It looks like BattleBit Remastered is already offering the experience that a lot of Battlefield players have been looking for, but what is the end goal? What does the team hope BattleBit will look like at the end of development?

Oki: The end goal is to offer something fun for both “casual” and “hardcore” players alike. Our current loop at its core is pretty much what it will be in the future. This includes helicopters which are coming very soon. Infantry and vehicle gameplay, classes, destruction, and scale. We’ll have the gameplay you’re currently familiar with if you’ve participated in our tests, but we’ll also have a more tactical Project Reality / Squad-like mode on offer. We support Clans and Community Servers, so it’s exciting to see what that brings us, like the past of FPS gaming on PC. Of course, we will polish / add new features, but our core gameplay is fairly strong and stable.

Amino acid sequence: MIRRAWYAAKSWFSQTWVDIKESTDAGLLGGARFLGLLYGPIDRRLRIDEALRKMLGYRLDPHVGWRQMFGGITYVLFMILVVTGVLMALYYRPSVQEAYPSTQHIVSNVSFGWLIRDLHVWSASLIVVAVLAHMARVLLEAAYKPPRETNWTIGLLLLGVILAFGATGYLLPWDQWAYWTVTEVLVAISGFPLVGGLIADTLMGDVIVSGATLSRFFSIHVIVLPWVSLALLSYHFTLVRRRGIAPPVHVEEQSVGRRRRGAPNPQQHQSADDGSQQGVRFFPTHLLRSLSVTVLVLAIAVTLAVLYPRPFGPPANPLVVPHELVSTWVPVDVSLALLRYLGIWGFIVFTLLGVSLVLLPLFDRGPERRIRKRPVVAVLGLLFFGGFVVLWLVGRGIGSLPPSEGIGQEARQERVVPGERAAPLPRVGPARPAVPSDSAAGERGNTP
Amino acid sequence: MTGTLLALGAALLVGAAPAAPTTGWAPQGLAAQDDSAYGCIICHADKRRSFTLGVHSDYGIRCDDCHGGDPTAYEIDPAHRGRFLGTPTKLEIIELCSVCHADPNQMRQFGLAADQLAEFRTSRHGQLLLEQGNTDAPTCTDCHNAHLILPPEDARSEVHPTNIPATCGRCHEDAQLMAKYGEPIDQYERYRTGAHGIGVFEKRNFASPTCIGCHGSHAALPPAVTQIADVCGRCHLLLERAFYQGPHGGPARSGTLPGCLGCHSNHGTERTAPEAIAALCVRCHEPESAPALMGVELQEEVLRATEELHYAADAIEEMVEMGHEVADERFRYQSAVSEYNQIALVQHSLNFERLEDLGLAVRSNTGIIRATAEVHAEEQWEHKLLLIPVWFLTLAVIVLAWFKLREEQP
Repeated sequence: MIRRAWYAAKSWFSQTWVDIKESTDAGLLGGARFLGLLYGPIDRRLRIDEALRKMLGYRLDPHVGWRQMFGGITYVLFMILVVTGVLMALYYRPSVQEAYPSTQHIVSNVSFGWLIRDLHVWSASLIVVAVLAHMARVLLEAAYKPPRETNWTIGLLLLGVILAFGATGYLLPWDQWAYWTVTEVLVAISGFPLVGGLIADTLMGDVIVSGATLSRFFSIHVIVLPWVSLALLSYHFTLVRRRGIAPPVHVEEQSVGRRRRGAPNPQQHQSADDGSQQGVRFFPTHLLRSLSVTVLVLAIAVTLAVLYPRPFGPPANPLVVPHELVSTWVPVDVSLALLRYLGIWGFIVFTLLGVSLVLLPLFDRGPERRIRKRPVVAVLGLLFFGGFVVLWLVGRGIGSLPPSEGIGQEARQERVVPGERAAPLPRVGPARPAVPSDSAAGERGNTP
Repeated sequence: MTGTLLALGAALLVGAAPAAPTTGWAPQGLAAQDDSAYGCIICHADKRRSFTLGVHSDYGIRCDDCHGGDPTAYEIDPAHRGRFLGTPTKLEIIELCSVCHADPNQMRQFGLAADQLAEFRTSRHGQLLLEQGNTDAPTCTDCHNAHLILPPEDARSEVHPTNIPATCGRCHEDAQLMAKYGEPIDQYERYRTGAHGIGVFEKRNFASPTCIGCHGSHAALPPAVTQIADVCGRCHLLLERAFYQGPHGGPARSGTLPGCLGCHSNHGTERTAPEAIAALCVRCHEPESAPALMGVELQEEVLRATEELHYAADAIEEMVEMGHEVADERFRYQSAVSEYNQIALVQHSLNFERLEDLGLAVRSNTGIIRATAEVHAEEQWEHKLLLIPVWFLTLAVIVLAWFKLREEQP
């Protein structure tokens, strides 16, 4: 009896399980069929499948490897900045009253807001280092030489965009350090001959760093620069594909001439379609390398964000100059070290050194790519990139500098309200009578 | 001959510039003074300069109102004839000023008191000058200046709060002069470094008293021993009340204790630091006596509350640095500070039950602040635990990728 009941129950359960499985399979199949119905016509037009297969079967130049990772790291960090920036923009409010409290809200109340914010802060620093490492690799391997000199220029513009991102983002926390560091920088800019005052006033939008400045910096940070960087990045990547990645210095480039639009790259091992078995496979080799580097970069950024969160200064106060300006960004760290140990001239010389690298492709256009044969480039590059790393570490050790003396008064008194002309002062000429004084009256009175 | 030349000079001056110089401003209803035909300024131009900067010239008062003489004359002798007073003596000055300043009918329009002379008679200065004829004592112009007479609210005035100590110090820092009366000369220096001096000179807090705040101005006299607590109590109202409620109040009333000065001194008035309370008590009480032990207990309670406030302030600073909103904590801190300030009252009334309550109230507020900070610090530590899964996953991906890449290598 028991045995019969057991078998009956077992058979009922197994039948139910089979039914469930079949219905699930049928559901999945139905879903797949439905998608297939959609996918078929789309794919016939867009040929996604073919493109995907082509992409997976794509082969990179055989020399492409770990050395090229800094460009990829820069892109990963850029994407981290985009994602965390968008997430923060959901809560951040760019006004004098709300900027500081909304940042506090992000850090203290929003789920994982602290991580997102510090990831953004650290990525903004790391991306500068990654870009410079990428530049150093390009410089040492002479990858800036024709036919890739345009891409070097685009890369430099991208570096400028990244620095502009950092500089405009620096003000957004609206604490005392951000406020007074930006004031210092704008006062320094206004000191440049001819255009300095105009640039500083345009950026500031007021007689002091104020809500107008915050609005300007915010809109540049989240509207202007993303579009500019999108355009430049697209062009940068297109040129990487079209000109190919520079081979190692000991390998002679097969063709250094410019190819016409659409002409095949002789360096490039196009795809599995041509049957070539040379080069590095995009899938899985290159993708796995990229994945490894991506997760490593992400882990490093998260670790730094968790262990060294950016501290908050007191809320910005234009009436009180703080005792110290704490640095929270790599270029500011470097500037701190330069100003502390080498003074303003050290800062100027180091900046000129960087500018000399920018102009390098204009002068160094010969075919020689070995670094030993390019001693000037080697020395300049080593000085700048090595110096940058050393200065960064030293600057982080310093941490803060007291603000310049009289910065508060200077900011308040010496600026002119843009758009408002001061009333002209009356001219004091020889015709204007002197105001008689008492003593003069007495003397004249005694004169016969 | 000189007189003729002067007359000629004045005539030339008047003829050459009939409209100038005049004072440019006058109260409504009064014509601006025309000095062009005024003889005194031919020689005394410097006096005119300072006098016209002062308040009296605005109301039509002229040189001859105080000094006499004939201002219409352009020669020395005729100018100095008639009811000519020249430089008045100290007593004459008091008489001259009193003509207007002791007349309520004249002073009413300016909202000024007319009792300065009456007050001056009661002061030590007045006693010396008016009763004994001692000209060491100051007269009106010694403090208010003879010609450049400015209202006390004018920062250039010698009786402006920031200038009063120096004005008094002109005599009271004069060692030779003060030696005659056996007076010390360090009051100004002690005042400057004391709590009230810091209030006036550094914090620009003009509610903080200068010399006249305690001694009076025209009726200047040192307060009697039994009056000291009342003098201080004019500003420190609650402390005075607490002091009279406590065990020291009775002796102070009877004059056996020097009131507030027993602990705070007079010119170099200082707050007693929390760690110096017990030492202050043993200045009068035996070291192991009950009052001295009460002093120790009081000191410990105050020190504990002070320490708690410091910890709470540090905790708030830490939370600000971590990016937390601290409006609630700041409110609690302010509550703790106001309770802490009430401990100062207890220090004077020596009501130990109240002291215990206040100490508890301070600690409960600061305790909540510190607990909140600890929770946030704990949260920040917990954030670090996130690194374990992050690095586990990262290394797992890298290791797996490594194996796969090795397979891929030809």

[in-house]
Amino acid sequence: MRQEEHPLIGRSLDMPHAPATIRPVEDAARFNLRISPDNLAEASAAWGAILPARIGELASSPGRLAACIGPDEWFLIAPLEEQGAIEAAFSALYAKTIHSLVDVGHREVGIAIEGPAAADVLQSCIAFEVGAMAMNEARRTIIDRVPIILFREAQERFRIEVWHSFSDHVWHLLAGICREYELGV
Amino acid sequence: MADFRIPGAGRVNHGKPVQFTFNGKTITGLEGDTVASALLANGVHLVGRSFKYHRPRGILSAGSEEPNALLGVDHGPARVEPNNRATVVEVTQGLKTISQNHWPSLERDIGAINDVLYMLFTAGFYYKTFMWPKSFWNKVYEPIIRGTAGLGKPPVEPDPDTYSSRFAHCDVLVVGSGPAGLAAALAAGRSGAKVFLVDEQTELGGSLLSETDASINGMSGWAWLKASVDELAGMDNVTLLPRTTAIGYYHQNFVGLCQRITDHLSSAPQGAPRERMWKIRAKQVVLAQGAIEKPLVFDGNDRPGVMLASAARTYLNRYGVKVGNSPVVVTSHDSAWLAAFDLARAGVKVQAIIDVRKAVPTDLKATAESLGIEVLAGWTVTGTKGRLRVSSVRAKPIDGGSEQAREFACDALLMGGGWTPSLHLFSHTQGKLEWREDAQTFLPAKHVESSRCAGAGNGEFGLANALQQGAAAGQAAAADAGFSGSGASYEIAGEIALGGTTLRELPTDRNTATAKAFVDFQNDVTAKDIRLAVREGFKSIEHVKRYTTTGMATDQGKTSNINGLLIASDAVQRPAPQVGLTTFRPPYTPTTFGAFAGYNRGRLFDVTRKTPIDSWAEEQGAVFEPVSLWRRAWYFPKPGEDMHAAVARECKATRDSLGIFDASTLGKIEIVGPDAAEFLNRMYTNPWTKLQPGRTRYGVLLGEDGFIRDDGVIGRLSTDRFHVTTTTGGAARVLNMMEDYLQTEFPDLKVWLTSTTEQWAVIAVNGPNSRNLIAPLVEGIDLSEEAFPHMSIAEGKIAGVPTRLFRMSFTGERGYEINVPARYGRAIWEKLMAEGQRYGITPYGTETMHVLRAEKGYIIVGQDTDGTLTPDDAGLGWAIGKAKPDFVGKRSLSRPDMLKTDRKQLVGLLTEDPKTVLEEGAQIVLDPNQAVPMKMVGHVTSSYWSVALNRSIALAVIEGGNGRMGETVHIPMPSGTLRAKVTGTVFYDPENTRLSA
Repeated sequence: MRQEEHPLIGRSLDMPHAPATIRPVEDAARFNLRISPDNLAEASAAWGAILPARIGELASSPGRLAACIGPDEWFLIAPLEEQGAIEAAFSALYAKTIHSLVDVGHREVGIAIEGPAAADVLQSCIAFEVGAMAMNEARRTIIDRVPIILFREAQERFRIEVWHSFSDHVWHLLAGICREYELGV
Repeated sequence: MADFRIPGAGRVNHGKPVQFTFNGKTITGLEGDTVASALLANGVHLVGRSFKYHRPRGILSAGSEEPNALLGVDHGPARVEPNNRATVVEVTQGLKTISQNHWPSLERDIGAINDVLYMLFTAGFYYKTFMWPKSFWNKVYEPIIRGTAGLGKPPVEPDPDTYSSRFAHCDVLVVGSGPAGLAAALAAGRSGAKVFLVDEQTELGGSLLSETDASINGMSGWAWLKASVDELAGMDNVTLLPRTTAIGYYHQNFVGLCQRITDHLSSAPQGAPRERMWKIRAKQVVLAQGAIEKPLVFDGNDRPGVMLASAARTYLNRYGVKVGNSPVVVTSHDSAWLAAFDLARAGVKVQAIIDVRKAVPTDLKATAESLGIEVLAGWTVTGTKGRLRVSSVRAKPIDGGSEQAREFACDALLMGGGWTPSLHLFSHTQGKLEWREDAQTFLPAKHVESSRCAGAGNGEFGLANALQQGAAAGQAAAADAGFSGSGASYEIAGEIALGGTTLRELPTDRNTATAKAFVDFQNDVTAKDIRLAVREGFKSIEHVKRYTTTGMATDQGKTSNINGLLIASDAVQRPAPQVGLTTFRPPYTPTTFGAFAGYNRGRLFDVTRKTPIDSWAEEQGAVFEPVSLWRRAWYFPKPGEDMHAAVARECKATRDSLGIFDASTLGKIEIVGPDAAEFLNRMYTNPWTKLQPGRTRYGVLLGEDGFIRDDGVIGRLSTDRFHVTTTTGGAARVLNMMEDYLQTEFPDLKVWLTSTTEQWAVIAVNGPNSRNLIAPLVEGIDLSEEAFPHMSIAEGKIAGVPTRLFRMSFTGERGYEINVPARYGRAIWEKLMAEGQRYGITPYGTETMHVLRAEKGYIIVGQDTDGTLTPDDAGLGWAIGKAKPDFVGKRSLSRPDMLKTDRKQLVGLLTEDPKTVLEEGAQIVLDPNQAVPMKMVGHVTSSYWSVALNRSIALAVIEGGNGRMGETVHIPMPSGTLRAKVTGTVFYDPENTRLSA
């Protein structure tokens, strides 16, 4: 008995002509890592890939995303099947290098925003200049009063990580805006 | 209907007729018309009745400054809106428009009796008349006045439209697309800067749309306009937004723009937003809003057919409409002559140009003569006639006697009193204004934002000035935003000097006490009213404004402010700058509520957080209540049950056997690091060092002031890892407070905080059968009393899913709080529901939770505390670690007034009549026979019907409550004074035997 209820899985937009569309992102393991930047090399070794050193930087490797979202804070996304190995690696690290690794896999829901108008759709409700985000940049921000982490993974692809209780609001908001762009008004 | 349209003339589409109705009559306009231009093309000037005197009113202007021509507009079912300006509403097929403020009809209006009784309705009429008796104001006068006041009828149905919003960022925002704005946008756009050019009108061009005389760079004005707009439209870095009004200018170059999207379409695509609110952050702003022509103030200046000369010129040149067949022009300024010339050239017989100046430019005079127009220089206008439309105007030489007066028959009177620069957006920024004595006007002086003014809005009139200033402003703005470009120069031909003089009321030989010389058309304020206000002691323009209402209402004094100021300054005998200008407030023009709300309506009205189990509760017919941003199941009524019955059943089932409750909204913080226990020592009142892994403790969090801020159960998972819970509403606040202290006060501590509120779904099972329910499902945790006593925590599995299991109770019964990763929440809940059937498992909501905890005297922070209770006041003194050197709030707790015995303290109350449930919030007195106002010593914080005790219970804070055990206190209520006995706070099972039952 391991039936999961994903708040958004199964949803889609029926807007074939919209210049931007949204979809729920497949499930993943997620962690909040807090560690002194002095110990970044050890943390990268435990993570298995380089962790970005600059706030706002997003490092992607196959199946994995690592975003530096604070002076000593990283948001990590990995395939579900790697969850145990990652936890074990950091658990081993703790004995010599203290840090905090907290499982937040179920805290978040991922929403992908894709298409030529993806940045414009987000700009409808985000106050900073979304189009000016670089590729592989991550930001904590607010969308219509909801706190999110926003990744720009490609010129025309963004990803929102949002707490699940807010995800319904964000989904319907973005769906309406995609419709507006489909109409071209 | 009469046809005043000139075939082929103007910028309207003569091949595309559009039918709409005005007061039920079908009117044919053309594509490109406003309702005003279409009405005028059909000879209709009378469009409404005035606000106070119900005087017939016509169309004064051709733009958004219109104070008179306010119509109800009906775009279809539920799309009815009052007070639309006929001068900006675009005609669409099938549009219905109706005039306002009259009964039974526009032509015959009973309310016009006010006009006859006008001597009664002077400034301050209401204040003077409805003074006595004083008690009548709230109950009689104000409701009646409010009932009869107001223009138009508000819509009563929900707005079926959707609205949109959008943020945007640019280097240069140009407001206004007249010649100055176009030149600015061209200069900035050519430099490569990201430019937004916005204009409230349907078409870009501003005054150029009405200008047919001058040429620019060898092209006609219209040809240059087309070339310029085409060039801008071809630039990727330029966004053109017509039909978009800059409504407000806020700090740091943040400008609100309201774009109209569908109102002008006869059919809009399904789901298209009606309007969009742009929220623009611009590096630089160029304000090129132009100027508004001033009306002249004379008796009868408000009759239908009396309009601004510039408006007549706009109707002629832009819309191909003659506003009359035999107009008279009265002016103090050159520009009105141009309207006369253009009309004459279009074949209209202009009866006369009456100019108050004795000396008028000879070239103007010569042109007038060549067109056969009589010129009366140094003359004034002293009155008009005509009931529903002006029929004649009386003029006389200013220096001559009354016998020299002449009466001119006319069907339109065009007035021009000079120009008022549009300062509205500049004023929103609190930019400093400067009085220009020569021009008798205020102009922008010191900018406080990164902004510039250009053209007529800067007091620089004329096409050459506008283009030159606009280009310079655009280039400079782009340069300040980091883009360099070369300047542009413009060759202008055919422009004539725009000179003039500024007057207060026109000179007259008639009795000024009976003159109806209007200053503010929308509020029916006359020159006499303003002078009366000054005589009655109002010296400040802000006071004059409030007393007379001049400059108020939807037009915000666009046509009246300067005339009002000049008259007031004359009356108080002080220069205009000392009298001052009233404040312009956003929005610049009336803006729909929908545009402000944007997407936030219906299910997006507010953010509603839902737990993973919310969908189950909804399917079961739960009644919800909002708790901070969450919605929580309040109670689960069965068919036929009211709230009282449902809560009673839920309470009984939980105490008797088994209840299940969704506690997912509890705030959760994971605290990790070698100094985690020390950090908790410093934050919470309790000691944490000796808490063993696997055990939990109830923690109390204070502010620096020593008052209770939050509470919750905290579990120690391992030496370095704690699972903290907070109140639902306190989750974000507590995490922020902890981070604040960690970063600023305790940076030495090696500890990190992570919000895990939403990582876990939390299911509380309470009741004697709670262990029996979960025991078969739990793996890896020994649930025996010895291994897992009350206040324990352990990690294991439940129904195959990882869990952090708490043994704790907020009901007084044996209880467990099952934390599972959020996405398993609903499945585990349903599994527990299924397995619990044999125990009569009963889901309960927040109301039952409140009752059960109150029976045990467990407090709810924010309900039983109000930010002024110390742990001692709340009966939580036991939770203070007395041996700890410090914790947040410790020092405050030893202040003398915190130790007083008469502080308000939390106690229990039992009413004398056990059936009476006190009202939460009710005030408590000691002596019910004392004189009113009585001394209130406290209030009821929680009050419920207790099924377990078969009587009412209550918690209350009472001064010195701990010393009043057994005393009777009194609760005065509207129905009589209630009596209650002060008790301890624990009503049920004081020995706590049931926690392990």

Is there anything else you’d like to add about BattleBit Remastered?

Oki: This is my first proper game that I am making in my life. We’ve had many issues / troubles / problems to solve during development of BattleBit, from servers to game performance to game design, and I truly enjoy every single moment of it despite that sometimes it’s really brutal and stressful to develop a game that has a big scope like this.

BattleBit Remastered is scheduled to arrive on PC via Steam Early Access sometime this year. Players interested in checking it out for themselves can head to its Steam page to take part in weekly PC playtests that begin Saturdays at 8:30 a.m. EST. Development is currently funded solely through Patreon.

This interview about BattleBit Remastered has been edited for brevity and clarity.